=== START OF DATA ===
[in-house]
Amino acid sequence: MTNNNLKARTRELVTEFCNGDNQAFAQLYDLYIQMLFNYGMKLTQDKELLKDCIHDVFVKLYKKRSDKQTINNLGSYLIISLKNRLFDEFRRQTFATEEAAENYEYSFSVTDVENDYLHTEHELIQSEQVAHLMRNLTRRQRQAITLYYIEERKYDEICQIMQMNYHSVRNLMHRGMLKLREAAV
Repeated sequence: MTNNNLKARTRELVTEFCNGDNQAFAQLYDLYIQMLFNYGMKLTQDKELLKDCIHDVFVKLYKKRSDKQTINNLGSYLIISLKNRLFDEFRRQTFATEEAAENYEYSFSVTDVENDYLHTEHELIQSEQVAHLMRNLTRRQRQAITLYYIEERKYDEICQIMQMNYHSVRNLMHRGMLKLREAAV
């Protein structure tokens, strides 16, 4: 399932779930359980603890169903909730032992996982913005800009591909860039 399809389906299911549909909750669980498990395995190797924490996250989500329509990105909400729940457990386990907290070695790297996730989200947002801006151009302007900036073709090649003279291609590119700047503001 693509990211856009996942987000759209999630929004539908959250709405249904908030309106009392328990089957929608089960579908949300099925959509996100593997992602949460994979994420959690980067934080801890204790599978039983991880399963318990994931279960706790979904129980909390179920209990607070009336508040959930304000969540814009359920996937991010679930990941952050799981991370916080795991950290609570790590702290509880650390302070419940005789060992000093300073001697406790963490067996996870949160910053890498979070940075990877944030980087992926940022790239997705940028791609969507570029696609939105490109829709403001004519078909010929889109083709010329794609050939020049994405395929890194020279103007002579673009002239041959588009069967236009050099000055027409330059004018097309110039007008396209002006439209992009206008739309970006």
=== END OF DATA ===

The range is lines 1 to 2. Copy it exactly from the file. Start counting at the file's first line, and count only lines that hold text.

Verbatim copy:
[in-house]
Amino acid sequence: MTNNNLKARTRELVTEFCNGDNQAFAQLYDLYIQMLFNYGMKLTQDKELLKDCIHDVFVKLYKKRSDKQTINNLGSYLIISLKNRLFDEFRRQTFATEEAAENYEYSFSVTDVENDYLHTEHELIQSEQVAHLMRNLTRRQRQAITLYYIEERKYDEICQIMQMNYHSVRNLMHRGMLKLREAAV